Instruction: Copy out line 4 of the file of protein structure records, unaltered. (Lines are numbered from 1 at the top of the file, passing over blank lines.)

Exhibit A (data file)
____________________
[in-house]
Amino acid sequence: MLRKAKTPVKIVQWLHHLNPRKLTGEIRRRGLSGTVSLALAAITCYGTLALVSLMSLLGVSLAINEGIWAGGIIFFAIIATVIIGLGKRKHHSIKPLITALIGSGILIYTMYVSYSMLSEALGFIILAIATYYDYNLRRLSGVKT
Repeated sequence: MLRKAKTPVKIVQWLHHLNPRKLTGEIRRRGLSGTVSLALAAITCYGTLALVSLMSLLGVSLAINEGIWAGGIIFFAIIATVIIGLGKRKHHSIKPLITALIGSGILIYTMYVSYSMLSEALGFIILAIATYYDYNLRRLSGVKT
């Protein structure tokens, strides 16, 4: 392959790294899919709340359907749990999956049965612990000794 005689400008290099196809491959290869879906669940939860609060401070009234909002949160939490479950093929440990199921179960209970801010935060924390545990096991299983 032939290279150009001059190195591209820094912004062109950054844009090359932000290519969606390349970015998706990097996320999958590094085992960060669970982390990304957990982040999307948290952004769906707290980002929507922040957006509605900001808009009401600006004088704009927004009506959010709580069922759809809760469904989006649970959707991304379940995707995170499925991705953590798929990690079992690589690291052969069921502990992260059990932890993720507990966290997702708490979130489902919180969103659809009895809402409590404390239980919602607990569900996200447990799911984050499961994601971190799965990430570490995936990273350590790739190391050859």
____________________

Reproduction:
């Protein structure tokens, strides 16, 4: 392959790294899919709340359907749990999956049965612990000794 005689400008290099196809491959290869879906669940939860609060401070009234909002949160939490479950093929440990199921179960209970801010935060924390545990096991299983 032939290279150009001059190195591209820094912004062109950054844009090359932000290519969606390349970015998706990097996320999958590094085992960060669970982390990304957990982040999307948290952004769906707290980002929507922040957006509605900001808009009401600006004088704009927004009506959010709580069922759809809760469904989006649970959707991304379940995707995170499925991705953590798929990690079992690589690291052969069921502990992260059990932890993720507990966290997702708490979130489902919180969103659809009895809402409590404390239980919602607990569900996200447990799911984050499961994601971190799965990430570490995936990273350590790739190391050859």